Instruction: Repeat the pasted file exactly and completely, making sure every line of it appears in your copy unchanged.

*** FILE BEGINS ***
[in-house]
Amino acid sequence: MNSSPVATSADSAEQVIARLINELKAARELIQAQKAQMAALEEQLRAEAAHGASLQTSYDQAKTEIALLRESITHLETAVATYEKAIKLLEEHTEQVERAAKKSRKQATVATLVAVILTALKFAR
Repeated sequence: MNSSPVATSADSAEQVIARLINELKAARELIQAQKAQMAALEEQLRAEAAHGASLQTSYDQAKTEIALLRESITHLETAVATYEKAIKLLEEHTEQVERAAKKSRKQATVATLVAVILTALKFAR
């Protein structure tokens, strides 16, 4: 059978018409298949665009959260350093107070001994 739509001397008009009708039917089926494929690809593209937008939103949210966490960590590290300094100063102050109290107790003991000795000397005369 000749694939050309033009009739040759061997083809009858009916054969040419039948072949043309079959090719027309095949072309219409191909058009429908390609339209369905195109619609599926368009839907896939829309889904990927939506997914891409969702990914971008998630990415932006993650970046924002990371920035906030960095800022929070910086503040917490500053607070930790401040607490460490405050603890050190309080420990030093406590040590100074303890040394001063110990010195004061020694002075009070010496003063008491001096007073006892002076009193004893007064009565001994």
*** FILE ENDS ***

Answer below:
[in-house]
Amino acid sequence: MNSSPVATSADSAEQVIARLINELKAARELIQAQKAQMAALEEQLRAEAAHGASLQTSYDQAKTEIALLRESITHLETAVATYEKAIKLLEEHTEQVERAAKKSRKQATVATLVAVILTALKFAR
Repeated sequence: MNSSPVATSADSAEQVIARLINELKAARELIQAQKAQMAALEEQLRAEAAHGASLQTSYDQAKTEIALLRESITHLETAVATYEKAIKLLEEHTEQVERAAKKSRKQATVATLVAVILTALKFAR
């Protein structure tokens, strides 16, 4: 059978018409298949665009959260350093107070001994 739509001397008009009708039917089926494929690809593209937008939103949210966490960590590290300094100063102050109290107790003991000795000397005369 000749694939050309033009009739040759061997083809009858009916054969040419039948072949043309079959090719027309095949072309219409191909058009429908390609339209369905195109619609599926368009839907896939829309889904990927939506997914891409969702990914971008998630990415932006993650970046924002990371920035906030960095800022929070910086503040917490500053607070930790401040607490460490405050603890050190309080420990030093406590040590100074303890040394001063110990010195004061020694002075009070010496003063008491001096007073006892002076009193004893007064009565001994």